Privacy related data should all be protected by the strongest means possible in the sense that it is protected based on its sensitivity, writes Andreas Wuchner, IT risk manager for Novartis Pharma AG, in his blog.
It is important to notice that in most privacy legislation, "sensitive data" and "personal data" have specific and different meanings. There is an obligation to protect personal data even when it is not sensitive personal data.
Whenever the topic protection of personally identifiable information (PII) comes up, the term "adequate protection" get used sooner or later. But what does this mean and what is adequate?
Adequate protection is not a series of compliance checkboxes you can check off easily and you are done. To define "adequate" a well-defined process is needed. Adequate for one data element may not be adequate for another piece of PII.
There are a couple of issues going along with the process of defining adequate protection. The NIST institute prepared a special list for its agencies explaining the risks they see.
However adequate protection is defined, the goal is to illustrate clearly how to protect sensitive information. Today the term PET (privacy enhancing technologies) is used to mark information technologies allowing the customer to reach this goal of protection. There are a variety of definitions out there about PET, of which I only want to mention a few.
- ICO UK: that exists to protect or enhance an individual's privacy, including facilitating individuals' access to their rights under the Data Protection Act 1998
- EU IC: help to design systems in a way that minimises the collection and use of personal data and facilitates compliance with data protection rules
- IPC Canada: preventing the unnecessary or unlawful collection, use and disclosure of personal data, or by offering tools to enhance the individual control over her/his personal data
- OECD: ranging from tools that provide anonymity to those that allow a user to choose if, when and under what circumstances personal information is disclosed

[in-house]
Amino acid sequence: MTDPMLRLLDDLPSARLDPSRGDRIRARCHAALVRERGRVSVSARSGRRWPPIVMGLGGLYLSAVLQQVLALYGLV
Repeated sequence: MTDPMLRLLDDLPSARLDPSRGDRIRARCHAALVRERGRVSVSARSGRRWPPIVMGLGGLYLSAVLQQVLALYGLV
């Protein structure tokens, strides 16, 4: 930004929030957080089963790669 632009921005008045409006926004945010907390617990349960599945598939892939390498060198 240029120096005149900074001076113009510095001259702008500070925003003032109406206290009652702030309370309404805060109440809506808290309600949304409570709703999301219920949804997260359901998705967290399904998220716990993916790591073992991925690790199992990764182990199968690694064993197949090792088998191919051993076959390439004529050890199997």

In short, the PET should technically secure the PII in a way that a change in local legislation cannot violate the former ideas for using and protecting personal data. PET stands for a range of different technologies to protect personal data within information systems. They provide many functions, including:
- Preventing unauthorised access to communications and stored files
- Automating the retrieval of information about data collectors' privacy practices and automating users' decision-making on the basis of these practices
- Automating audits of data collectors' privacy practices; filtering unwanted messages
- Preventing automated data capture through cookies, HTTP headers, web bugs, spyware, etc.
- Preventing communications from being linked to a specific individual
- Facilitating transactions that reveal minimal personal information
PETs can be anything from encryption to anonymisation tools, cookie blockers, P3P technology for privacy policies. A PET symposium runs every year. Much of this technology is reviewed by universities and privacy think-tanks as well as government agencies.
The Europe's Information Society Thematic Portal is a dedicated portal where you can keep track what is going on in this space.
KPMG produced a document for the Dutch parliament some time ago about its view of PET. This document is available on-line.
Even if PET has been out there for some time, it is still far from being a clear and easy-to-understand standard. The PETs of the early years are all point solutions and are all very user centric. There is no big service provider out there which I am aware off offering PET services today. Academia and industry is still actively involved in research into this space.
Actual PET architectural models are trying to combine the user-centric approach with a service provider solution. The future will classify, select and protect sensitive information and not necessarily make it anonymous them any more. Growing technologies such as cloud-based services will support this trend. The whole PET approach is maturing and approaches such as P3P prove this positive trend.
One question which is open for me at the moment is around the financials. From what I have seen so far, I am not convinced that there is a real business case for PET technologies. It goes without saying that we need to do everything possible to protect our sensitive information, but without an incentive and in a tough economic climate, I wouldn't be surprised if
As in many areas of security the real issue of privacy is only partly a technology one. Most of the issues I have seen so far were about people, and they are mostly on education and about processes. The lack of universal standards and also the fact of missing certifications make it even harder to do the right thing sometimes.
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